Depth, size highlight Aggie’s defensive line

<em><em>Editor’s note: This is part two of a nine part series that will highlight each position group of the USU football team leading up to the season opener on Aug. 30 against Southern Utah.</em></em>

<strong>LOGAN—</strong>The USU defensive front has been a concern for Aggie head coach Gary Andersen since he first took the job four years ago. A former offensive lineman, Andersen is notoriously hard on the group he used to compete against and demands a lot.

The schemes the Aggies use on defense with their 3-4 front also puts an emphasis on depth and big physical defensive linemen – neither of which Utah State has been overly blessed with in the past. However, even with the loss of starting defensive ends Quinn Garner and Levi Koskan, the 2012 defensive front may be the best in the Andersen era.

“This is the most depth we’ve had, and this is probably the most talent we’ve had as a group – and size,” USU defensive line coach Frank Maile said. “It’s been a struggle with getting bigger bodies here, and we have them.”

The Aggies certainly seem to have plenty of size this season. Redshirt freshman Travis Seefeldt comes over from the offensive line with his 6 foot 2 inch, 299 pound frame. Both Maile and Andersen spoke highly of Seefeldt’s motor, and said he is a name to watch out for.

USU also brought in some beef from the junior college ranks. Juniors Sini Tauauve’a (6’2”, 339) and AJ Pataiali’i (6’3”, 307) both join the Aggies from Snow College – Pataiali’i just officially joined the team Thursday, after clearing up some academic issues. Paul Piukala (6’5”, 255) is another JC transfer that has performed well in camp and is expected to contribute.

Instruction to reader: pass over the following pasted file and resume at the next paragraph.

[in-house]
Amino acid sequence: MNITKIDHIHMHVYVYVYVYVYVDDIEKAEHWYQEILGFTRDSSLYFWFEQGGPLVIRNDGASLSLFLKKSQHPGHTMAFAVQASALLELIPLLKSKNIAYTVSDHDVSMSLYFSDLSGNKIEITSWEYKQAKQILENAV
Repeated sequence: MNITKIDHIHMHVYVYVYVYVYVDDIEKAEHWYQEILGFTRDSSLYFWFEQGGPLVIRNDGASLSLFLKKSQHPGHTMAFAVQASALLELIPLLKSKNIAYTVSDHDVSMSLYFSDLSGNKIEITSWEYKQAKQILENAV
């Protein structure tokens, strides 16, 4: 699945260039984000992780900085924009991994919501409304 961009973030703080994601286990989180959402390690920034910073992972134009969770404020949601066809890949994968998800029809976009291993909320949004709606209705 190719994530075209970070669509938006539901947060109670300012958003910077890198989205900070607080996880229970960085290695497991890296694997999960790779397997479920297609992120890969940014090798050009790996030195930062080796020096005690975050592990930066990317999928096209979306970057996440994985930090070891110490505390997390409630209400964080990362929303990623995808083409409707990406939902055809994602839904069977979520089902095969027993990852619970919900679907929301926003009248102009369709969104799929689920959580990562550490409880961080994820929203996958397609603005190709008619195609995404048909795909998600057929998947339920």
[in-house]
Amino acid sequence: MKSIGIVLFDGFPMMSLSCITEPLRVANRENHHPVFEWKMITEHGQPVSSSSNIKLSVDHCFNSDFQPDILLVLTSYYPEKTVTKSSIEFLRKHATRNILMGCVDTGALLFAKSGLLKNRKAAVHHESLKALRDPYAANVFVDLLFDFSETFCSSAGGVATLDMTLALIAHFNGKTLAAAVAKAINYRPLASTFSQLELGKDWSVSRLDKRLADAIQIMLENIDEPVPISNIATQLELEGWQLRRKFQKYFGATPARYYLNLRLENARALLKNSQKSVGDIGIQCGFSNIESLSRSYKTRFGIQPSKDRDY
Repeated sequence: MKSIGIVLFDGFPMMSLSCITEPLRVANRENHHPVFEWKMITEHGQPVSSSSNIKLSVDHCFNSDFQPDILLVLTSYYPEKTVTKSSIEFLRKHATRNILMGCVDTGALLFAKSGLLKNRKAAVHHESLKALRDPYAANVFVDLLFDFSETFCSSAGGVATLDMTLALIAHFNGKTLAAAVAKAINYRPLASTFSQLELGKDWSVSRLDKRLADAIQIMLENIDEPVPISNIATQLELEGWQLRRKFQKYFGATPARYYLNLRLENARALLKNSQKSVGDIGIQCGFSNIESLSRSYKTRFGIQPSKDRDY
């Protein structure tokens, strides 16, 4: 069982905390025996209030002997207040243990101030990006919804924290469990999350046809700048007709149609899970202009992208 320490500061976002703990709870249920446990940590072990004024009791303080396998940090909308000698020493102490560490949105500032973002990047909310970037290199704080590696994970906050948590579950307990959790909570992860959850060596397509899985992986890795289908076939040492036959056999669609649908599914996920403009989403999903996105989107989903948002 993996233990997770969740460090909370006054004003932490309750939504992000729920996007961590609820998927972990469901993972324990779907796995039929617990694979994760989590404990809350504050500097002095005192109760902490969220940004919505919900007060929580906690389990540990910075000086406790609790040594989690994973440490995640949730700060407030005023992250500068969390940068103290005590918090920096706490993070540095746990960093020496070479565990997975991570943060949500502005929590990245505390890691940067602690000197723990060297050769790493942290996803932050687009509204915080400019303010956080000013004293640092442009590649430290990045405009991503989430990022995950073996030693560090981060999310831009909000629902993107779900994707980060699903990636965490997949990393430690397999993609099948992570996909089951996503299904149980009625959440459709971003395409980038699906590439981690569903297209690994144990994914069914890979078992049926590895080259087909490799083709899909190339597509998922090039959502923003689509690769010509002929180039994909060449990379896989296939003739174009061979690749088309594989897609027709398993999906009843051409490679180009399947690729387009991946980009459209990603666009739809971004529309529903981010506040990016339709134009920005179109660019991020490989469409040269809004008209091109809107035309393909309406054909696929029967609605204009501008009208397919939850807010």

“Sini in the middle, he’s a guy that came in here and has been working his butt off since day one. First he was losing weight, and now he’s getting his technique down and he’s got a motor. That’s a big 340 man that’s running all around the field, so we’re real happy about him,” junior defensive end Connor Williams said.

“We’ve got Paul who came in … he’s been here he’s been working real hard and I’m actually giving him the nickname “Playmaker Paul.” AJ’s another guy who just joined us today, he’s a great athlete and he’s freaky. He’s going to be playing real well for us as well.”

Coming off of a season where he registered 28 tackles (3 for loss) and two sacks in relief of Garner and Koskan, Williams is the unquestioned leader of the defensive line. He will be joined at defensive end by senior Al Lapuaho.

“He kind of runs the show as far as the D-Line. They look to him as the leader of the group and he does a great job with it,” Maile said of Williams. “In my opinion, he’s one of those leaders you always need in a group. You can point him out and use him as an example of what to do and how to do it. I wish he’d be more vocal, but his example speaks louder than most people vocally.”

Along with Williams and Lapuaho, there is also a host of players returning to the defensive line. Senior Havea Lasike returns in the middle of the line, and is the projected starter after recording 17 tackles, 1.5 sacks, and a forced fumble. Sophomore Tevita Vaifo’ou also returns with a year of experience under his belt as he recorded nine tackles and recovered a fumble in 2011.

At the end positions, junior B.J. Larsen is expected to see an increased role after breaking out last year, and redshirt freshman Jordan Nielsen is also expected to have an impact. Sophomore Elvis Kamanga-Matagi may be one of the most versatile defensive linemen, as he will see time at both defensive end and nose guard.

“All of those kids are very capable of taking snaps in a Division I football game. How good they are remains to be seen in the big picture, but I feel better than I have in the past about that crew just from a sheer numbers standpoint,” Andersen said. “Last year, Quinn and Levi had to play every snap or we had a major problem, and that’s not the case this year.”

With the influx of size and talent, Williams is also expecting big things.

“I think this is the most physically gifted the D-Line has ever been – since I’ve been here at least,” Williams said. “These guys are really working hard, and that’s another key thing to. If you have the talent, but you don’t work hard, you can’t put anything together. This D-Line has both of those intangibles, and I’m looking for great things this season to happen.”

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